The federal government is considering granting international travellers and returning Australians who can prove they have been vaccinated against coronavirus special entry into the country but experts are warning hotel quarantine arrangements may need to be in place for years.
The World Health Organisation's experts say people who have been vaccinated would still need to take the same precautions as now - including quarantine arrangements - until a level of herd immunity is achieved.
The federal Department of Health said it was not yet clear whether two of the main vaccines to be used in Australia, AstraZeneca and Pfizer, will prevent coronavirus being transmitted to others, although they are effective at reducing the severity of the disease.
Australian Medical Association president Omar Khorshid said Australia's quarantine arrangements would remain "until we have at least all of our vulnerable population vaccinated and possibly the entire population".
He said governments would have to decide what level of immunity was needed before they reopened the international borders but with the virus expected to become endemic - that is, circulating all the time - Australia had to learn to live with it.
"At some point you've got to open up and accept that it is going to come through the population and just make sure that the vaccines have been distributed," Dr Khorshid said. "There is no doubt these vaccines are not the silver bullet for our borders and we're going to see quarantine stay in place for many months to come ... if the government decides it wants the whole population vaccinated before we open up."
The federal government is aiming to start its vaccination program in March and have population-wide coverage by the end of October, although some people may not be able to receive vaccines because of pre-existing conditions.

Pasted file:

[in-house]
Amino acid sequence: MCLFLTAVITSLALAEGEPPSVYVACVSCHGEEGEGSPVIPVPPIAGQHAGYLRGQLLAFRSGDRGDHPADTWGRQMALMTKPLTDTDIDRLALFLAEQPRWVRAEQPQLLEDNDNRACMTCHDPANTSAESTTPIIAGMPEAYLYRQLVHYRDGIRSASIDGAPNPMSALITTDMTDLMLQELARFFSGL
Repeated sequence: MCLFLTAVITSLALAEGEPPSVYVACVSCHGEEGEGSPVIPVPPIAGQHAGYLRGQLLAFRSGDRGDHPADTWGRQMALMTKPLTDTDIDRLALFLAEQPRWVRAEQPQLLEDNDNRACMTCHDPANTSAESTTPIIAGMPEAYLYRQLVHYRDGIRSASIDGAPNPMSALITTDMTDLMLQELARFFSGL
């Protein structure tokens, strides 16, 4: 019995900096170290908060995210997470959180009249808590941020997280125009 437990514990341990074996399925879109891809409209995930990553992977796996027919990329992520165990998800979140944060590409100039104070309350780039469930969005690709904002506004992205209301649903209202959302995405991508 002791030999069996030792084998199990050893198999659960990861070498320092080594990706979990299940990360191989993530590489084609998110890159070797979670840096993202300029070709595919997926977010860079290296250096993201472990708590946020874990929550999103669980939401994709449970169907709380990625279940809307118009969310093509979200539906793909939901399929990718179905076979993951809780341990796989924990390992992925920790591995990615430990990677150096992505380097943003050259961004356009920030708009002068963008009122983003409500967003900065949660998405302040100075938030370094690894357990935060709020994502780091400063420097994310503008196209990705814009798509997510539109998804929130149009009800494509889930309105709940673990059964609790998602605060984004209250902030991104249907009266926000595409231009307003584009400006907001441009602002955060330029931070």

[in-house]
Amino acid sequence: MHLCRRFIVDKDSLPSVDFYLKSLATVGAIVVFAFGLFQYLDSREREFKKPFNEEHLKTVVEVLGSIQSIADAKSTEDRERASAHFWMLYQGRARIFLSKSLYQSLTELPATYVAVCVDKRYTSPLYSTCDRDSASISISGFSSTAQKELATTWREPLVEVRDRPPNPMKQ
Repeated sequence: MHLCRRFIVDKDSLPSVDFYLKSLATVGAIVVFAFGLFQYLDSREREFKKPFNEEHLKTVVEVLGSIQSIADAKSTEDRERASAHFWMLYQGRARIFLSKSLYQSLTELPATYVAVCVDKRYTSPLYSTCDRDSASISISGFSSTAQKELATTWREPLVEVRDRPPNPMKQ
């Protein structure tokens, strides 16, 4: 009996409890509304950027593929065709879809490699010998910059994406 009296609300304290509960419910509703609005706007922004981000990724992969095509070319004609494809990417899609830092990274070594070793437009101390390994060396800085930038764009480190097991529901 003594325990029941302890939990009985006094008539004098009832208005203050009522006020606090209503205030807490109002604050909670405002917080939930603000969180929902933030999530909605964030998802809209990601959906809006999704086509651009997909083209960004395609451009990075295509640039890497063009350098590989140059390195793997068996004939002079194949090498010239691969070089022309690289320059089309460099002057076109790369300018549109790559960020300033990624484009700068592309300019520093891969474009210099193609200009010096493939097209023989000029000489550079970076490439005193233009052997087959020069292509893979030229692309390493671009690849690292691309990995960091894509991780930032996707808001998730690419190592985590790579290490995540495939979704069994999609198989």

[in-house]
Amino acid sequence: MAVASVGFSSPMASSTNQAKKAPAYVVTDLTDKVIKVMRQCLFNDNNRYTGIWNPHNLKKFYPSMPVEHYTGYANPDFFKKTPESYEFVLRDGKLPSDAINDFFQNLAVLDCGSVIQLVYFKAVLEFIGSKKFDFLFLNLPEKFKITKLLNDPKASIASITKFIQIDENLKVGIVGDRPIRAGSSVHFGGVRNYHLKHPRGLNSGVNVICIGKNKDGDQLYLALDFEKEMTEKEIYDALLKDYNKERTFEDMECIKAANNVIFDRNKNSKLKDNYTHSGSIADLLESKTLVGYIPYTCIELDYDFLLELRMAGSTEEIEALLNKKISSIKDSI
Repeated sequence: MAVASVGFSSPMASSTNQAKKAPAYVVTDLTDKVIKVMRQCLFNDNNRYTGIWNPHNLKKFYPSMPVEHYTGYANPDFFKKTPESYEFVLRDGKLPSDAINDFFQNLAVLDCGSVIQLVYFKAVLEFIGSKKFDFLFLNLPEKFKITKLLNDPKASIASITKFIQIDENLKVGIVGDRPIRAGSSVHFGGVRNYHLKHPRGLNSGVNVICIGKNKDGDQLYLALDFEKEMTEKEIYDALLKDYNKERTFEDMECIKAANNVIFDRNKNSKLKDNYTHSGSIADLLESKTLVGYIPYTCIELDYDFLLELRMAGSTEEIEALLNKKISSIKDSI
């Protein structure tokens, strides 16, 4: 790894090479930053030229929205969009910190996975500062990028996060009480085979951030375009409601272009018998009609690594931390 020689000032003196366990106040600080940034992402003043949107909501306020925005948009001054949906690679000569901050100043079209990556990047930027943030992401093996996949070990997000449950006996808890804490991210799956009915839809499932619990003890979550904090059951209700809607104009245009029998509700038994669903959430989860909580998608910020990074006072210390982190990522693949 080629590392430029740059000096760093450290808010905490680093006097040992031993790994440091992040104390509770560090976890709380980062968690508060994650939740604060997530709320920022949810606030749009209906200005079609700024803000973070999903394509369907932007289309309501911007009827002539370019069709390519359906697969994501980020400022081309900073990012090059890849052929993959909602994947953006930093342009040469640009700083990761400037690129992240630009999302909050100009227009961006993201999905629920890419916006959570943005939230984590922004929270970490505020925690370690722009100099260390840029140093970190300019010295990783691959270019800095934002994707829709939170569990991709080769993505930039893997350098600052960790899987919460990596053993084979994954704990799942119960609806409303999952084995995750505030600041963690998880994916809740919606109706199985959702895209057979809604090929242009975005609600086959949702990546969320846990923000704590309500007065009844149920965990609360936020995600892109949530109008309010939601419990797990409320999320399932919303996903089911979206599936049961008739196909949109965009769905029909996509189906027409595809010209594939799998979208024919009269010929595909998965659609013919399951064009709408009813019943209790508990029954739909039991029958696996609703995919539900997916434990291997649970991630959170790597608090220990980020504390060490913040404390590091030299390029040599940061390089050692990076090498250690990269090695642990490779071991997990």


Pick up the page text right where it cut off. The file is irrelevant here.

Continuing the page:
The federal Department of Health said mandatory hotel quarantine was a key pillar of keeping the virus at bay in Australia and was still considered the best way to deal with people arriving from overseas.
"The Australian government is considering mechanisms for recognising an international immunisation certificate for COVID-19 and potential alternate entry and quarantine arrangements for returning Australians who may have been vaccinated if it is safe to do so," a department spokesman said.
The federal government determines the numbers of people who are allowed into Australia but the state governments are in charge of health-related quarantine procedures.
NSW Premier Gladys Berejiklian said she was uncomfortable with having anyone coming from overseas not going through the 14-day quarantine system.
"Until such time that everybody is vaccinated ... we have to keep all of our settings in place, including, fundamentally, our quarantine system," she said.
A spokesperson for the Victorian health department said hotel quarantine would continue to limit the possibility of the virus spreading in that state.
Adam Kamradt-Scott, a University of Sydney expert in the spread and control of infectious diseases, said Australia would likely need some type of hotel quarantine system for years to come.
He said danger spots would remain as wealthy countries such as Australia bought up limited supplies of vaccines using advance-purchase agreements, leaving poorer nations without any access.
There was also a possibility the vaccines may not deliver ongoing immunity, meaning people would need regular doses, similar to the flu shot, and making the campaign to provide worldwide coverage even harder.
"At this point in time, I would be [expecting] we are going to be living with the virus at least for the next five years, and it may never go away," Associate Professor Kamradt-Scott said.
"I suspect that we are going to have to have some form of hotel quarantine system in place for probably at least the next two years, if not longer. We may then also have to have restrictions on Australians going overseas and coming back."
A Qantas spokesman said hotel quarantine arrangements would be required until there was an effective vaccine rollout, "which is why we don't expect our international flights to resume in any real size until the second half of 2021".